The wage gap between college-educated workers and those with just a high school diploma has been growing — and accelerating. But the education gap is also doing something unexpected: clustering workers with more education in cities with similar people. "This effectively means that college graduates in America aren't simply gaining access to higher wages. They're gaining access to high-cost cities like New York or San Francisco that offer so much more than good jobs: more restaurants, better schools, less crime, even cleaner air." Most people are aware of the gentrification strife occurring in San Francisco, but it's one among many cities experiencing this. "[Research] also found that as cities increased their share of college graduates between 1980 and 2000, they also increased their bars, restaurants, dry cleaners, museums and art galleries per capita. And they experienced larger decreases in pollution and property crime, suggesting that cities that attract college grads benefit from both the kind of amenities that consumers pay for and those that are more intangible." The research shows a clear trend of the desirable cities becoming even more desirable, to the point where it's almost a necessity for city planners to lure college graduates or face decline.
Science

When Beliefs and Facts Collide 725

Posted by samzenpus
from the what-do-you-think dept.
schnell writes A New York Times article discusses a recent Yale study that shows that contrary to popular belief, increased scientific literacy does not correspond to increased belief in accepted scientific findings when it contradicts their religious or political views. The article notes that this is true across the political/religious spectrum and "factual and scientific evidence is often ineffective at reducing misperceptions and can even backfire on issues like weapons of mass destruction, health care reform and vaccines." So what is to be done? The article suggests that "we need to try to break the association between identity and factual beliefs on high-profile issues – for instance, by making clear that you can believe in human-induced climate change and still be a conservative Republican."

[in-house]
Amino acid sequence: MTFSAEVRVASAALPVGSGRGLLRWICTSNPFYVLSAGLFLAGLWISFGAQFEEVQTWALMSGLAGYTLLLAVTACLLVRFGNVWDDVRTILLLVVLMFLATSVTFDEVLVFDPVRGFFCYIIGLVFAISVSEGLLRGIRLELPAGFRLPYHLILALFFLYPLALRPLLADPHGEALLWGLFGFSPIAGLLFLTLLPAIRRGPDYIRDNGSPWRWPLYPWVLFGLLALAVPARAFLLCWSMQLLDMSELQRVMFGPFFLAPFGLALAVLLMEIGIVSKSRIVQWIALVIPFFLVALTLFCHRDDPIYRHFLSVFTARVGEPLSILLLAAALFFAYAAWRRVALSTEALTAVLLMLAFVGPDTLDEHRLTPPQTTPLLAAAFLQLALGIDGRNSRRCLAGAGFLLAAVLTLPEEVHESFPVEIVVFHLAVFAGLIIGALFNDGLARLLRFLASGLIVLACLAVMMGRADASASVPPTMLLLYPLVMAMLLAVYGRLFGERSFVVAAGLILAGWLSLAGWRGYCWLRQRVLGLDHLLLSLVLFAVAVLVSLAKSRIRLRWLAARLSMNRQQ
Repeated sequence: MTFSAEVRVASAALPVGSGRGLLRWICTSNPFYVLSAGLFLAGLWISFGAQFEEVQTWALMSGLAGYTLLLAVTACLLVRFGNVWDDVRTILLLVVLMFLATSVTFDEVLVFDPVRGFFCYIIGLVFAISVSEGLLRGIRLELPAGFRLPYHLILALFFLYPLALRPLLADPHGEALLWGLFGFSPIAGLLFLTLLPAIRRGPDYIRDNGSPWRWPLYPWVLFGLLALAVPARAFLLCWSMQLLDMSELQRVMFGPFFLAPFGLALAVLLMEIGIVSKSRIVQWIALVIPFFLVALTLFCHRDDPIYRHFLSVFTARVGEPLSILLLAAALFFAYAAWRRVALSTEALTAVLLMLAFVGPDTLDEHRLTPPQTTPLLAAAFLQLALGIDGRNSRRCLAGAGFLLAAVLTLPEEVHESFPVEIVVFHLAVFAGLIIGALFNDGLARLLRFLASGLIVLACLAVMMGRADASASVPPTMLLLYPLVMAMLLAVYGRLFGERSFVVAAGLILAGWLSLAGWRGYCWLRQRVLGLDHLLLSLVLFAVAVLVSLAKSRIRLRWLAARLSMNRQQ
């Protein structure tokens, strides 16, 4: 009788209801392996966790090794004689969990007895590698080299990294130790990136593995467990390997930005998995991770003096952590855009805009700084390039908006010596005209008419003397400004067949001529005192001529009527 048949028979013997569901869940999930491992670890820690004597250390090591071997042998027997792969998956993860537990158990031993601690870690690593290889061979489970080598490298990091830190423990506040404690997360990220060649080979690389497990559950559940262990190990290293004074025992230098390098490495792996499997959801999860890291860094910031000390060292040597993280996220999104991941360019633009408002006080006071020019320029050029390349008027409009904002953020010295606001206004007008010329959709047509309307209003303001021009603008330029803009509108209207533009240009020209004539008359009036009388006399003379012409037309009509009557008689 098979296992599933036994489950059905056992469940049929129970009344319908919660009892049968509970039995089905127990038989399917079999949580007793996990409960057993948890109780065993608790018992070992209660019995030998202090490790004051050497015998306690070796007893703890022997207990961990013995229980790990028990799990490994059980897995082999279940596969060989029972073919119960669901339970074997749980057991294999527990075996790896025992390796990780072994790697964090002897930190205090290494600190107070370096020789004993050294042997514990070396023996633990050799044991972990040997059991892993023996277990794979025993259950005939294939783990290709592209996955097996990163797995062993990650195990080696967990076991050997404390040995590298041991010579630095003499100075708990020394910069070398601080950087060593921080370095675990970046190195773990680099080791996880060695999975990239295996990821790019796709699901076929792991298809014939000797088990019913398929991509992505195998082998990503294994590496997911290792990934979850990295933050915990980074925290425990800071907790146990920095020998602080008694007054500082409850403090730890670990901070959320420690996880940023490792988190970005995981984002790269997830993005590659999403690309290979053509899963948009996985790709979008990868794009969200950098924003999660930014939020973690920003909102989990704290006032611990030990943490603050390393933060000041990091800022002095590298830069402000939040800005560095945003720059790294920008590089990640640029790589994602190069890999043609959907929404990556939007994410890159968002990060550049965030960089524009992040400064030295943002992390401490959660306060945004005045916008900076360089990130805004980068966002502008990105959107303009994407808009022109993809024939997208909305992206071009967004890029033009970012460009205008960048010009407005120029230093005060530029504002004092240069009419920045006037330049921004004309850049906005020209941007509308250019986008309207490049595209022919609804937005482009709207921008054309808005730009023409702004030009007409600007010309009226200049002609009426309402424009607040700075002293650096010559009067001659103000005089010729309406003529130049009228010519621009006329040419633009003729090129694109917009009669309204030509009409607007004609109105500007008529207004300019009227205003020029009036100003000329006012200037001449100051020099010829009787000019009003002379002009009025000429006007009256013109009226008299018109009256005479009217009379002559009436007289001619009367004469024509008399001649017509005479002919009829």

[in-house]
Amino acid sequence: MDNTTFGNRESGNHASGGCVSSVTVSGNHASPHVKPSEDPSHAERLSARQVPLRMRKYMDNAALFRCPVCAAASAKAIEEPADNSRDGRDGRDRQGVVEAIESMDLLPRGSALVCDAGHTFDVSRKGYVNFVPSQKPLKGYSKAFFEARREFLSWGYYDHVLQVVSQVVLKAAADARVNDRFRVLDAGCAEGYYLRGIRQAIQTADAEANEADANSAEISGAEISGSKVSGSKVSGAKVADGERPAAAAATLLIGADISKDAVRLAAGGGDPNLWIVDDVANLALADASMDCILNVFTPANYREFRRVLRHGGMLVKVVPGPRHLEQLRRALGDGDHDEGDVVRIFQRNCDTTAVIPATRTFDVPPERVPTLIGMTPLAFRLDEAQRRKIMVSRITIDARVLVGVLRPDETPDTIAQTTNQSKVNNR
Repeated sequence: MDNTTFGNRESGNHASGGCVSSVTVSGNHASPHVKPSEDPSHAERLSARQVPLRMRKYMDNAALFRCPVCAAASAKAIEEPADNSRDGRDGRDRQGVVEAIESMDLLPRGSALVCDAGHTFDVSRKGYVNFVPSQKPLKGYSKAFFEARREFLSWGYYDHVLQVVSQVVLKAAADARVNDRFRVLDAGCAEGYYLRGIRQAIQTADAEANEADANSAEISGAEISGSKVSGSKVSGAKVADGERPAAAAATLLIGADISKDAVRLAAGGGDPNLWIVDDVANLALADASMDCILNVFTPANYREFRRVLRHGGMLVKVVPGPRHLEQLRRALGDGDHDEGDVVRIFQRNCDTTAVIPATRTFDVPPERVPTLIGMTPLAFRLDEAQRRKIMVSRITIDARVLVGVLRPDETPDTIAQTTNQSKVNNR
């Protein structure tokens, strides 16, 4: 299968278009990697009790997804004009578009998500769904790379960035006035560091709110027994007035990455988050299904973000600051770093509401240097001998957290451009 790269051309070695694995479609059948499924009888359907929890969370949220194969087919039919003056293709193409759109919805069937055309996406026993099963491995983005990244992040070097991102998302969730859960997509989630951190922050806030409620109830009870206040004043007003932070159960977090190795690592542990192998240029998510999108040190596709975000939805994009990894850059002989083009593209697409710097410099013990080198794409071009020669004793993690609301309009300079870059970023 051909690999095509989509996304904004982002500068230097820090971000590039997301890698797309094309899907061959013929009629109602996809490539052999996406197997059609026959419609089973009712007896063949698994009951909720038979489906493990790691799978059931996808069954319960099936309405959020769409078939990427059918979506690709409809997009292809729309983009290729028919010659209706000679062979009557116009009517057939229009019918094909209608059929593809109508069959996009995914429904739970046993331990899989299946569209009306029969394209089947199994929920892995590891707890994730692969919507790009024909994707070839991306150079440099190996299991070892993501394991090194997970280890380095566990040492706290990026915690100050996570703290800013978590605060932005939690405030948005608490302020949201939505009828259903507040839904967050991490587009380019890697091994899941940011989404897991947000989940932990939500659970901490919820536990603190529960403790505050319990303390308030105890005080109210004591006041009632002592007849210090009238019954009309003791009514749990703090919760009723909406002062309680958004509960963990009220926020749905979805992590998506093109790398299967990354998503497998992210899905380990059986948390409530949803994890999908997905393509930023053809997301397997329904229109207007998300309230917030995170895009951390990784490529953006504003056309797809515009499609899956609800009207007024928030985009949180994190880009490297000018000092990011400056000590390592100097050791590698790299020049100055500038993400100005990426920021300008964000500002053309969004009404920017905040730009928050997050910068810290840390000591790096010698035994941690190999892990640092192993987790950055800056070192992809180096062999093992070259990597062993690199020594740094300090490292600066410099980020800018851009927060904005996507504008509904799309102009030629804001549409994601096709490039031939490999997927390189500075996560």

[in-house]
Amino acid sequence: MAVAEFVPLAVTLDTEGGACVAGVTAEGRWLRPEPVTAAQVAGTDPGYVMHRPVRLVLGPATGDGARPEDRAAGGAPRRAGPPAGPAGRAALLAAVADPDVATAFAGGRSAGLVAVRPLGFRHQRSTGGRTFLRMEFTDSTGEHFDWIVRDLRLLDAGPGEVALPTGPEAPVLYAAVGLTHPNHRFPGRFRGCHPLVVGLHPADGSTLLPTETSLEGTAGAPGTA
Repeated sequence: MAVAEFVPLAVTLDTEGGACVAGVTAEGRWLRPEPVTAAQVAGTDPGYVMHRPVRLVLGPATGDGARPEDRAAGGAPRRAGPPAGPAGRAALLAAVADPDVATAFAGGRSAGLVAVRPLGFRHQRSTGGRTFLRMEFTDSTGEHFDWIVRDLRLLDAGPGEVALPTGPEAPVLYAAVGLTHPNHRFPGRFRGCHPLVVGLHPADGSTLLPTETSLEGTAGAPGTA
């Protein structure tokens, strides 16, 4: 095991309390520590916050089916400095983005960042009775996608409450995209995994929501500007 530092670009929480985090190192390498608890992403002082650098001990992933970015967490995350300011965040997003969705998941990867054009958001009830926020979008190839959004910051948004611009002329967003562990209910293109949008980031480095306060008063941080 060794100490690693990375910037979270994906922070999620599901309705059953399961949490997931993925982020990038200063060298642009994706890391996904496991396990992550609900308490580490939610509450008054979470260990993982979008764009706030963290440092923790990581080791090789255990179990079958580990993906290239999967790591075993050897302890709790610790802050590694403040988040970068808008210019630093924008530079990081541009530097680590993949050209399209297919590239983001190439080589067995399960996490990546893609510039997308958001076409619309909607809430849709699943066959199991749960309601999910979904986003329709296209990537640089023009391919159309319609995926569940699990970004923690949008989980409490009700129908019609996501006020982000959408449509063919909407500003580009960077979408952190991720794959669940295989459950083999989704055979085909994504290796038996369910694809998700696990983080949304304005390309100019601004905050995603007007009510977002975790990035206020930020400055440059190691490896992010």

Comment: Re:For a First Step (Score 1) 143

Fact check your facts. Your second link's researcher was funded by Bayer

You've discounted one of the linked articles (for a reason I understand but don't entirely agree with). What about the other? Does finding a reason to discount one piece of data allow you to discount all of it, in your opinion?

 

Earth

Climate Change Prompts Emperor Penguins To Find New Breeding Grounds 215

Posted by samzenpus
from the moving-to-better-quarters-on-campus dept.
An anonymous reader writes Researchers have discovered that emperor penguins may not be faithful to their previous nesting locations, as previously thought. Scientists have long thought that emperor penguins were philopatric, returning to the same location to nest each year. However, a new research study showed that the penguins may be behaving in ways that allow them to adapt to their changing environment. Lead author Michelle LaRue said,"Our research showing that colonies seem to appear and disappear throughout the years challenges behaviors we thought we understood about emperor penguins. If we assume that these birds come back to the same locations every year, without fail, these new colonies we see on satellite images wouldn't make any sense. These birds didn't just appear out of thin air—they had to have come from somewhere else. This suggests that emperor penguins move among colonies. That means we need to revisit how we interpret population changes and the causes of those changes."

Comment: Re:For a First Step (Score 2) 143

One word of caution about proclaiming the involvement of these pesticides in bee deaths is recent findings that these pesticides are not found in the reproductive regions of plants:

http://entomologytoday.org/201...

Here's another study from last year which found no link between pesticides and bee deaths:

http://www.producer.com/daily/...

It's a popular and appealing story, but recent data suggest that it may not be true!

"The pyramid is opening!" "Which one?" "The one with the ever-widening hole in it!" -- The Firesign Theatre

Working...